January 18th, 2012
07:33 PM ET

Why does Mitt Romney's 15% tax rate matter–and cost America?

Republican frontrunner Mitt Romney has yet to release his tax return, but it's already the subject of much debate in the GOP presidential contest. CNN's Erin Burnett explains Romney–who says he'll share the returns in April–has paid a 15 percent tax rate that may cause ripples in the Republican contest and–should Romney prevail–in the general election.

Filed under: Economy • Politics
soundoff (4 Responses)
  1. Alisha

    His rate doesn't really matter to me, what matters to me is what the govenment does with that money.

    I also want the people that benefitted from the housing bubble to pay the costs of the housing bubble. People should paid part of their real estate gains to offset the costs of driving prices up into a bubble and the cost of frauds.

    Romney has strong problem solving credentials (Governor & SLC Olympics), charitable acts of service and giving thousands to disaster relief and the homeless.
    We know that he will fire government workers and departments that are not delivering results to support their budgets and their pay. When he was governor of Mass. there were not that many new jobs created because, think back a few years, everyone already had a job!
    Romney is an excellent parent, husband, has a solid BYU education, a Harvard MBA/JD, international experience, excellent debate skills and really good hair. He doesn’t have much charisma, but charisma doesn’t pay the bills. I know he will solve a lot of America's problems and what he lacks in charisma will be made up with results, he has been doing that his whole life.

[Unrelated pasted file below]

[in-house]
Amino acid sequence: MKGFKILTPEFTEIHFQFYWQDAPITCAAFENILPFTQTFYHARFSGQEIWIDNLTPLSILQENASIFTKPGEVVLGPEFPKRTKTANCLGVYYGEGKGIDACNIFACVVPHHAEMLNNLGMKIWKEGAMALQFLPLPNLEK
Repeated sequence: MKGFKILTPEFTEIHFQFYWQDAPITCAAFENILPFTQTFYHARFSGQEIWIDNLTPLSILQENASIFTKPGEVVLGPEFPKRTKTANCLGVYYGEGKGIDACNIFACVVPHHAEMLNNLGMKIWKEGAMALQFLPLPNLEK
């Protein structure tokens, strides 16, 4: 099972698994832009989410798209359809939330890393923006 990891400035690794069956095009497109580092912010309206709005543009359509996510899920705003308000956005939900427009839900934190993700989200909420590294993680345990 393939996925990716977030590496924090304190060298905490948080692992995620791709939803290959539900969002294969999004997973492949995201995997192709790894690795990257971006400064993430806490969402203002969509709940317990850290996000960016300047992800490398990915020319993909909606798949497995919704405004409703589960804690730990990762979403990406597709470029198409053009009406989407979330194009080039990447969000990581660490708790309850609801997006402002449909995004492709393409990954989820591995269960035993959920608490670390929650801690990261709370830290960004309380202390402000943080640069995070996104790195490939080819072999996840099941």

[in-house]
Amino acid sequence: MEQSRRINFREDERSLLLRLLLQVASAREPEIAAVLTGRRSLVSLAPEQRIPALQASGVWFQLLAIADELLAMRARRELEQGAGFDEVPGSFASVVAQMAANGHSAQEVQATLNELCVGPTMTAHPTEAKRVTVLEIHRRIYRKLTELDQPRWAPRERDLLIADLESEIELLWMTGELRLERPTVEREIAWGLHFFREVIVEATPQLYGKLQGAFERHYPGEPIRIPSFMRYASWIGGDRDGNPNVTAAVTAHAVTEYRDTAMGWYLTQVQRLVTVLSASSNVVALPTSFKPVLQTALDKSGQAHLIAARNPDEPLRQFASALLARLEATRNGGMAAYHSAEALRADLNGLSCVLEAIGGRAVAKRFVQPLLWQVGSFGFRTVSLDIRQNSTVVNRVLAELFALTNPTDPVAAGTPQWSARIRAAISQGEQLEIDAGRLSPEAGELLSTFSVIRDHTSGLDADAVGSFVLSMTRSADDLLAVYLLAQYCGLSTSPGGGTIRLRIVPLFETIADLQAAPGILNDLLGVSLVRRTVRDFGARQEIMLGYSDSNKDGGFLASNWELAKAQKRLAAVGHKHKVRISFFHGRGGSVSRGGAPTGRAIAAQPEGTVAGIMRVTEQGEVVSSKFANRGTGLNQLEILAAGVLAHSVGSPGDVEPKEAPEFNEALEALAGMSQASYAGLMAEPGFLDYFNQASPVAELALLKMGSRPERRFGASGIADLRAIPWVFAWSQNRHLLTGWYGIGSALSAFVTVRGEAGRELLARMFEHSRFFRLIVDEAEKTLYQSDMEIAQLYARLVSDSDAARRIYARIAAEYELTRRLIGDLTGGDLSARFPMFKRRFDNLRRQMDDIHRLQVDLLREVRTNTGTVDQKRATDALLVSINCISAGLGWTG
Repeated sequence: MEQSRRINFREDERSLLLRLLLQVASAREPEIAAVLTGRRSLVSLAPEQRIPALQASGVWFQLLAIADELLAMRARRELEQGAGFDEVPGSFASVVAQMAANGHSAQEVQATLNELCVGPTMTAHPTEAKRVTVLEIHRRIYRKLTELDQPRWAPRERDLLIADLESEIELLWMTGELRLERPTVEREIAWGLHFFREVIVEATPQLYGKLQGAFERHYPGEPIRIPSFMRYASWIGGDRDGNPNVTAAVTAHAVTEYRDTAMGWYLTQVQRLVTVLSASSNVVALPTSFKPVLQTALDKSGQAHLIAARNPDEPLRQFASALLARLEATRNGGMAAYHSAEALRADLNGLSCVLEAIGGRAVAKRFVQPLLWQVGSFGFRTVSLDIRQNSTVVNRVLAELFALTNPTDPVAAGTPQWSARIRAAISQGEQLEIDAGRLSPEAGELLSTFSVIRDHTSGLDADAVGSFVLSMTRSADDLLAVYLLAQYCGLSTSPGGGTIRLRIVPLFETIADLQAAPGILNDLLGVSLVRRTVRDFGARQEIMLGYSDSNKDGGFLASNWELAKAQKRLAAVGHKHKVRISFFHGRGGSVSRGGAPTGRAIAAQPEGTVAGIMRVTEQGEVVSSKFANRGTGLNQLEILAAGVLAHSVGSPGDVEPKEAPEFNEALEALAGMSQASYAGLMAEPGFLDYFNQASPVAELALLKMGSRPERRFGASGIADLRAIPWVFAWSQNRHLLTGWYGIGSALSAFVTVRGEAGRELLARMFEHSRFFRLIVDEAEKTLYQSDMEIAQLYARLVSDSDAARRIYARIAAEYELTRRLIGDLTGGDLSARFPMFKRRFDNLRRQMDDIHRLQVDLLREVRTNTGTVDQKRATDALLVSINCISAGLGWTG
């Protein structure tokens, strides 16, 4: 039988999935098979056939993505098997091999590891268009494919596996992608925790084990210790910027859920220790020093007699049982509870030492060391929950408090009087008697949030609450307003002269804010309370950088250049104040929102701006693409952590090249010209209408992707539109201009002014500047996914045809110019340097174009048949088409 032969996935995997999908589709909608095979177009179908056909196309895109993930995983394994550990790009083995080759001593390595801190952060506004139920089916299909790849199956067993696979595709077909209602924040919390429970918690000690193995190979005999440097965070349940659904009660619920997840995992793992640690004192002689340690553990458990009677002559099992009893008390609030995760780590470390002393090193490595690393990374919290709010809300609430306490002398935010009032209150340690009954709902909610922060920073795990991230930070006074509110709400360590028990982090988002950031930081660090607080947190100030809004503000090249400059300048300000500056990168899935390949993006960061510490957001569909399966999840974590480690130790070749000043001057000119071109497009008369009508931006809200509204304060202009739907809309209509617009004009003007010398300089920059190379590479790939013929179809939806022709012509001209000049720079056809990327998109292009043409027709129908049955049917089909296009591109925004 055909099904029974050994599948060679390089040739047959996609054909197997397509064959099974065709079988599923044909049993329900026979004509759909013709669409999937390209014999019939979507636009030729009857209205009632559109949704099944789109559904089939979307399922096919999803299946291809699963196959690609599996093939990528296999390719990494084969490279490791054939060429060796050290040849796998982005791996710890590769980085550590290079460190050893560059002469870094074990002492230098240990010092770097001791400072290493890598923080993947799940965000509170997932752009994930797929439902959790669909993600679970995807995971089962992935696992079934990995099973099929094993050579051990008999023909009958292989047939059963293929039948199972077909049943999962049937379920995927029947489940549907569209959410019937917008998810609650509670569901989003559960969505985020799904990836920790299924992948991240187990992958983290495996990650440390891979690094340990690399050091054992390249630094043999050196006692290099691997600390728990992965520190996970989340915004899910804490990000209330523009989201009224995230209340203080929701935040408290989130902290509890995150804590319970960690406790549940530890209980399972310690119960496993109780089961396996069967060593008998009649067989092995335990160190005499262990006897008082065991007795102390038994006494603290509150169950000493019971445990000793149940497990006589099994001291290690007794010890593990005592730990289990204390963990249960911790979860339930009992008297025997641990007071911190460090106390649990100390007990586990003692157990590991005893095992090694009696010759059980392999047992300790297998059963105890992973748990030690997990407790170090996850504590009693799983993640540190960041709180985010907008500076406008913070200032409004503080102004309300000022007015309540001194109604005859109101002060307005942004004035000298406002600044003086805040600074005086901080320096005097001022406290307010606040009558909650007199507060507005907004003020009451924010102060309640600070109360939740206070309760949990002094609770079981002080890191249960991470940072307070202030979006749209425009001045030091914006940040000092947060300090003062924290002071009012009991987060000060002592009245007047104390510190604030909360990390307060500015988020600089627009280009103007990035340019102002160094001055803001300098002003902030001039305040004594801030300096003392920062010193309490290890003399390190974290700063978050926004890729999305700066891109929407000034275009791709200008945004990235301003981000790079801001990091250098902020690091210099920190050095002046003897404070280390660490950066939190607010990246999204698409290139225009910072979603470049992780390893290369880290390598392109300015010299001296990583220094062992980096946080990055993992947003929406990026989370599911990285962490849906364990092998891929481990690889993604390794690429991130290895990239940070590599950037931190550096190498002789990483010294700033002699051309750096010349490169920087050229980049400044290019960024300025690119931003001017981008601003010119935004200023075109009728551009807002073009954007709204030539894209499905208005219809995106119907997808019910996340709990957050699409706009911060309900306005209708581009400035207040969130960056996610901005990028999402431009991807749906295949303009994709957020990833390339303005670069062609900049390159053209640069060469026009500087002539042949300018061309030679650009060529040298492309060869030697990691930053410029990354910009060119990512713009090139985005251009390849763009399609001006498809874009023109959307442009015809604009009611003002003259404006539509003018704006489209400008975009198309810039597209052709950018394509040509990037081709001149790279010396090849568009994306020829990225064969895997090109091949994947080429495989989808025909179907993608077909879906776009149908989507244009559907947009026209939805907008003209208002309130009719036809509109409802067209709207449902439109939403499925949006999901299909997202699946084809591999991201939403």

February 8, 2012 at 12:05 am | Reply
  2. Remford

    Anybody who happens to pay AS MUCH tax as Romney is welcome to comment on how much MORE they believe he should be paying.

    February 5, 2012 at 11:54 pm | Reply
  3. Charles from Nevada

    You are a great reporter, but I was disappointed that you failed to show the full picture. A $100MM investment that returns $10MM in a single year. Corporate tax claims 35% ($3.5MM). Dividends issued to investors has a tax claim of 15% ($975K) (($10MM-$3.5MM)X15%). Total taxes paid $4.475MM or 44.75% of the total return of $10MM on the investment. If Mitt invested $100MM, he paid his share. If he or his company invested $100MM of others money, his company did a great job investing for the investors. His company also contributed significantly to our economy. I think there are many Americans who wish they knew how to invest and how to be successful 80% of the time with positive gains. Out Front is a great show and you are a great reporter, please take the time to show the whole picture

    February 3, 2012 at 4:48 pm | Reply
  4. Stephen R. Ganns

    The keynote is it being considered "sweat equity", in lieu of other current payments and waiting to be paid alongside the investors. The waiting and risk is what apparently makes the difference on one side. The other side would be: they’re not risking the money and so therefore it should be taxed as ordinary income. Ok, these can be argued. But what is the delta really if carried interest was taxed as ordinary income in terms of tax revenue. Is it really that significant? How many General Partners are there in the labor force? I would argue it's not that large an order of magnitude. Compare that to other important issues such as the bloated and insolvent Fed balance sheet, the unregulated derivatives markets, anemic banking capital, depressed housing markets, etc. Does it really make a difference?

    February 2, 2012 at 9:06 pm | Reply

Post a comment


CNN welcomes a lively and courteous discussion as long as you follow the Rules of Conduct set forth in our Terms of Service. Comments are not pre-screened before they post. You agree that anything you post may be used, along with your name and profile picture, in accordance with our Privacy Policy and the license you have granted pursuant to our Terms of Service.